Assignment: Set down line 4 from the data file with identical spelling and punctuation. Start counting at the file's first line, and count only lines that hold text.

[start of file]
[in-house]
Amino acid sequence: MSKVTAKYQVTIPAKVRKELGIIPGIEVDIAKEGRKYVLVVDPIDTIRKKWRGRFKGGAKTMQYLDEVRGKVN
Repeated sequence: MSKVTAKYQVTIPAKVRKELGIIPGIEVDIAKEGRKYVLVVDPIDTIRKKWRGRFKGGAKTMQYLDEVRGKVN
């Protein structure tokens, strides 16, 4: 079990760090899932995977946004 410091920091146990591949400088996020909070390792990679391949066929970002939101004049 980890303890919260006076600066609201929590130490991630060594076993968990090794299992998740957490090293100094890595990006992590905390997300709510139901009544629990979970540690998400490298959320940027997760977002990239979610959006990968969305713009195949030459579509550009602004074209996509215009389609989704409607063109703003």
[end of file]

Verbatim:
């Protein structure tokens, strides 16, 4: 079990760090899932995977946004 410091920091146990591949400088996020909070390792990679391949066929970002939101004049 980890303890919260006076600066609201929590130490991630060594076993968990090794299992998740957490090293100094890595990006992590905390997300709510139901009544629990979970540690998400490298959320940027997760977002990239979610959006990968969305713009195949030459579509550009602004074209996509215009389609989704409607063109703003």